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Posted by on in Culture Blogs

 Saint Eustace in a Landscape – Works – The Nelson-Atkins Museum of Art

Bright Heart, Bright Mind


Pay No Attention to That Cross Between the Antlers


“Saint” Hubert, they call him: patron of hunters.

Check out Albrecht Durer's painting of Hubert's famous vision. What do you see? A man, kneeling to a worshipful Stag, praying.

Pay no attention to that cross between the antlers.

You know the story. Maybe you've lived it yourself.

Good Friday, when all good Christians should be in church, praying. You're not among them. You, you're out in the woods instead, hunting.


What do you find there? The Horned, the worshipful Stag: the Animal God, lord of all humanity.

Hubert, hyge beorht in the old Language of the Witches: “bright heart”, “bright mind.”

That crucifix between the antlers? A mere cloak to hide behind during the Hidden Times, a bringing-in of the Old Ways.

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When, on the morning after

the witches' sabbat, the Horned

leads us up out of the woods and,

to the singing of meadowlarks,

mounts the horizon and,

lambent with white flame,

disappears over the edge,

I've always wondered whether

he sinks down into Earth

or walks off into the Sky,

or maybe both;

but now I know.


I, Steven of Prodea,

Steven son of Russell,

with my own eyes have seen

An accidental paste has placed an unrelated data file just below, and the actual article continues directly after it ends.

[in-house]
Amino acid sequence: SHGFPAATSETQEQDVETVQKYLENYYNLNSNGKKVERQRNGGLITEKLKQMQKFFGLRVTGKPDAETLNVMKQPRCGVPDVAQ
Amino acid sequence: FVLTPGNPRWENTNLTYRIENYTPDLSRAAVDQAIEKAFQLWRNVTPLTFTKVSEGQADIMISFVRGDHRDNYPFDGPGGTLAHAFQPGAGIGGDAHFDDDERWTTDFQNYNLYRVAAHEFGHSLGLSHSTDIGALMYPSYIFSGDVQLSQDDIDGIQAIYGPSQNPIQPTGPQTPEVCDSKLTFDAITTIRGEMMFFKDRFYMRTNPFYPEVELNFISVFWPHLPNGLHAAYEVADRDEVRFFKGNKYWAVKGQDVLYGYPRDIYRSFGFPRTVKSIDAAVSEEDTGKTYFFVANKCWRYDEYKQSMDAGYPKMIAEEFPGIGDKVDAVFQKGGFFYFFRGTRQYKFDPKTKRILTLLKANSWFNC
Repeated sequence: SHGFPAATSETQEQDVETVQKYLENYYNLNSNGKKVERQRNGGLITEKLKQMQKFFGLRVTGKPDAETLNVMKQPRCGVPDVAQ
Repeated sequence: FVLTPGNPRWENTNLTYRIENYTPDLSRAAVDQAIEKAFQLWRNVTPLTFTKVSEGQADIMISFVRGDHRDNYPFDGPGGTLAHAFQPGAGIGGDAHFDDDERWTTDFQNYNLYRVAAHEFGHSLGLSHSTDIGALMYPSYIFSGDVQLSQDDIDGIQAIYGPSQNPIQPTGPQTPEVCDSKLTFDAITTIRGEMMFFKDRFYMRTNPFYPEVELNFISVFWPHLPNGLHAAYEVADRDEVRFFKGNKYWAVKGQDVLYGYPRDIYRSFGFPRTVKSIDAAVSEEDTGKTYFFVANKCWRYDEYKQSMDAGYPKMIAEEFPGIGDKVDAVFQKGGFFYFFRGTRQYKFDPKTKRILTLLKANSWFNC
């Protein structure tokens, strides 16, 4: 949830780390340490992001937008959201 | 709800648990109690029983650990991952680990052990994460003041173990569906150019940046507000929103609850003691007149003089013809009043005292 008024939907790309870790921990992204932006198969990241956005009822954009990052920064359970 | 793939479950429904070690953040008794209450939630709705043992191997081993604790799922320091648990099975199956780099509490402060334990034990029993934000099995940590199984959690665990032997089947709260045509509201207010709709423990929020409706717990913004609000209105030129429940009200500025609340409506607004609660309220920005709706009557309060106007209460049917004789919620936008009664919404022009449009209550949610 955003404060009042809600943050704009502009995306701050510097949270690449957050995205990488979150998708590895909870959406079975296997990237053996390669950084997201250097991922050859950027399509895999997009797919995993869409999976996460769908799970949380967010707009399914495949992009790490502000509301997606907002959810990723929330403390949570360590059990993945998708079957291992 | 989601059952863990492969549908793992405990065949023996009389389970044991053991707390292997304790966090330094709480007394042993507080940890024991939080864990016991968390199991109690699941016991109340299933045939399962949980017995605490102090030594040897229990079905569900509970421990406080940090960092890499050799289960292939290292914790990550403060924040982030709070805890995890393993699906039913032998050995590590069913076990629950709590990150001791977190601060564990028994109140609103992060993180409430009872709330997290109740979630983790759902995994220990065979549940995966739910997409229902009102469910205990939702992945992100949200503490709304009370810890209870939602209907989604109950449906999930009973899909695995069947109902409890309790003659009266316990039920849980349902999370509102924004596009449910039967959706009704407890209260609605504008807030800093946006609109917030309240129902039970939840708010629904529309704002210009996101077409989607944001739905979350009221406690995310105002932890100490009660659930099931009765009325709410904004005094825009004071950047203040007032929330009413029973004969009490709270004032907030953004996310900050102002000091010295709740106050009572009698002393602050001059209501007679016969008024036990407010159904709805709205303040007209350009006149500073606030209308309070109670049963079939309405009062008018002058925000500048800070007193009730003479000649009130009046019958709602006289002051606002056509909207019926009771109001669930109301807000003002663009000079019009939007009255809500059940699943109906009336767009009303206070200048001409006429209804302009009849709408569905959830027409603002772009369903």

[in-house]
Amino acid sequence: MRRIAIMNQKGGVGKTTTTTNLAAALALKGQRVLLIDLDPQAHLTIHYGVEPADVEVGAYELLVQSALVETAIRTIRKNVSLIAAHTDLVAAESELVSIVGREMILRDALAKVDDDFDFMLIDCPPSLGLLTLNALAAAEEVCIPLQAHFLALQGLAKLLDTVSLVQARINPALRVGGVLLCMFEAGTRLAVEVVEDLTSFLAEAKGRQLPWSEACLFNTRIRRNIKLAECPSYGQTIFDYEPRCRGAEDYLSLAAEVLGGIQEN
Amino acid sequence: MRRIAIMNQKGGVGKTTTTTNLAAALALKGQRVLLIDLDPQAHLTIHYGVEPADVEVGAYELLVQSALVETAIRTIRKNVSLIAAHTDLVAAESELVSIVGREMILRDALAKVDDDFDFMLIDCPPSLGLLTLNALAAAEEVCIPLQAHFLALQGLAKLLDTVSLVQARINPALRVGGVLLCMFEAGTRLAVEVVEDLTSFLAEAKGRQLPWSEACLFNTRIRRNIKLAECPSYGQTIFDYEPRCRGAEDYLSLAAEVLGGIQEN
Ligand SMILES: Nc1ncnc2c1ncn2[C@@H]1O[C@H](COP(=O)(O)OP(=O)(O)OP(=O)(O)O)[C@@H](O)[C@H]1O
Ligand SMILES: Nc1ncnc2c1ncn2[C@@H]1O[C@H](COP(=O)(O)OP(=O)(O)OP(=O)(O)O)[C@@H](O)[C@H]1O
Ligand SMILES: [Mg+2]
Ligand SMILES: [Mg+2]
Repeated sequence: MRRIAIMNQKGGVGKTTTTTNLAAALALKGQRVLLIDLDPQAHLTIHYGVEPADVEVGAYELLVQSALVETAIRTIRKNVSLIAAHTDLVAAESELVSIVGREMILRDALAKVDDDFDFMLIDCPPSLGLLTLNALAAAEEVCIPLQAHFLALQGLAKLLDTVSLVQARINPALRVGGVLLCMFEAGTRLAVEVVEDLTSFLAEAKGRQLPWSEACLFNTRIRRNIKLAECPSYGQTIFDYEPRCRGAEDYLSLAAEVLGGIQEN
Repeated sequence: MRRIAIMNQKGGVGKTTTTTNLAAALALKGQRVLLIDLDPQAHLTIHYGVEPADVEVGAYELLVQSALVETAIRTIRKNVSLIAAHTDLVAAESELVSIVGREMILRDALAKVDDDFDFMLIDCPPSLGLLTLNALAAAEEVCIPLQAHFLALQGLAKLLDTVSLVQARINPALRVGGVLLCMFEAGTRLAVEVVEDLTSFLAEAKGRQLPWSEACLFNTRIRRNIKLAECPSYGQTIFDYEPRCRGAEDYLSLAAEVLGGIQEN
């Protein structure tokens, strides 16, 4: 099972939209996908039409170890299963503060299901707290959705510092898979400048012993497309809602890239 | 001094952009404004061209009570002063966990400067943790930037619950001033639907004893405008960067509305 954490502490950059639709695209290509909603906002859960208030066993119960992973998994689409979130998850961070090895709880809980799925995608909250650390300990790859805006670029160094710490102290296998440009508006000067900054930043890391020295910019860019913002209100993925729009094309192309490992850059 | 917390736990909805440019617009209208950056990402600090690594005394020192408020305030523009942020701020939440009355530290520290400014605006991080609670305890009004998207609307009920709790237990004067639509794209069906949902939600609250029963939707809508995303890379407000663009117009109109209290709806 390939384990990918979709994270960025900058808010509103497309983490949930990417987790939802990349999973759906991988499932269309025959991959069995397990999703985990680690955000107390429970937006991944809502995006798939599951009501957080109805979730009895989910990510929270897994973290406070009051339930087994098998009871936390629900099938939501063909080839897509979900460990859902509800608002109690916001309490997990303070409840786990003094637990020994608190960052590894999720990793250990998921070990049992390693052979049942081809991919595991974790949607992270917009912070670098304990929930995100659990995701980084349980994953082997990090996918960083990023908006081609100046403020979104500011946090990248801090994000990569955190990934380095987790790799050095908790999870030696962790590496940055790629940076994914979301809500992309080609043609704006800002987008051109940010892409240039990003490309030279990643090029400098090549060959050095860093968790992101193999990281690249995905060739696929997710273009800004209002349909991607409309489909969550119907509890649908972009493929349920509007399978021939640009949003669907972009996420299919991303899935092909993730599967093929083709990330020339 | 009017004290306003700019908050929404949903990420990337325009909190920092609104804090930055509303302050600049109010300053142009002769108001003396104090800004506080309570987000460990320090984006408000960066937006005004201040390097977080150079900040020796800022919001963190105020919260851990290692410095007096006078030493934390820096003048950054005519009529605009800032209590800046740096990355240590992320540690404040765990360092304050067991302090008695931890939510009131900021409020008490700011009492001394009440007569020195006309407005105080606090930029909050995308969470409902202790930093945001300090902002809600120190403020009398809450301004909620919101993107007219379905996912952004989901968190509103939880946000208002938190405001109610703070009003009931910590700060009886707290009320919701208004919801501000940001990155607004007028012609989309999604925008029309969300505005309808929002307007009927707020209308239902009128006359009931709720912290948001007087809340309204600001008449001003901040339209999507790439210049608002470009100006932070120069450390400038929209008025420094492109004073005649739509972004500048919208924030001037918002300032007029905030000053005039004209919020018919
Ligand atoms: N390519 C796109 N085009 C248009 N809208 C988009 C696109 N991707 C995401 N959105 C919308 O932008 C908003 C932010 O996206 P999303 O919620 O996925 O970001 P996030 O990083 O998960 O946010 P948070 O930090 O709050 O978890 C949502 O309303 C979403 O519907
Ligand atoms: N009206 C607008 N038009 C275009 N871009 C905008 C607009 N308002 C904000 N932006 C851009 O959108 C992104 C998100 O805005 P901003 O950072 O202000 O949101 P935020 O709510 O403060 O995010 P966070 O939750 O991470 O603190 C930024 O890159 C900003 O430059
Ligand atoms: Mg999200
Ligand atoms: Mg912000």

the Gates of Heaven swing

wide to admit him, and lo!

to the sounding of horns

and trumpets he entered in,

and lo! the gates were shut.

This with my own lips I tell you,

and what I tell is true.


Myth meets myth.

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Posted by on in Culture Blogs



'...In All the Greater Temples'

Long ago, the Horned God was worshiped “in all the greater temples”, to use Gardner's pungent phrase.

(Well, maybe not all, but why pass up a snazzy quote like that?)

Then came the Great Forgetting. When he wasn't forgotten, he was reviled. Oh, our lives were the worse for it.

A few of us remembered, though. Always we missed him. In the consoling darkness, we whispered to one another prophecies of his Return.

Well, guess what, folks: the prophecies were true.

In a traditional society, now, remembering, we would make a lament for all those Lost Years.


Get Out Your Sieve

In terms of structure and realized characters, Goat Foot God (1936) is Dion Fortune's best novel: better, really, than either Sea Priestess or Moon Magic.

Which, of course, is not to say that it's a good novel, mind you. (As a friend once put it, “Dion Fortune couldn't write her way out of a chalk circle.”) But—unlike her turgid and (frankly) unreadable non-fiction—it has at least characters and a story to embody her ideas. The casual (and gratuitous) racism and unquestioned class prejudice of one who presumably regarded herself as enlightened should stand as a warning to the reader to judge her ideas on intrinsic merit, not on authority. Caveat lector.

Still, it's her novel about the Horned God and his Return. That you've got to love and, indeed, on that topic she has much to impart. As for the bugs in the flour...well, sift carefully. The sieve is a traditional witch's tool for a reason.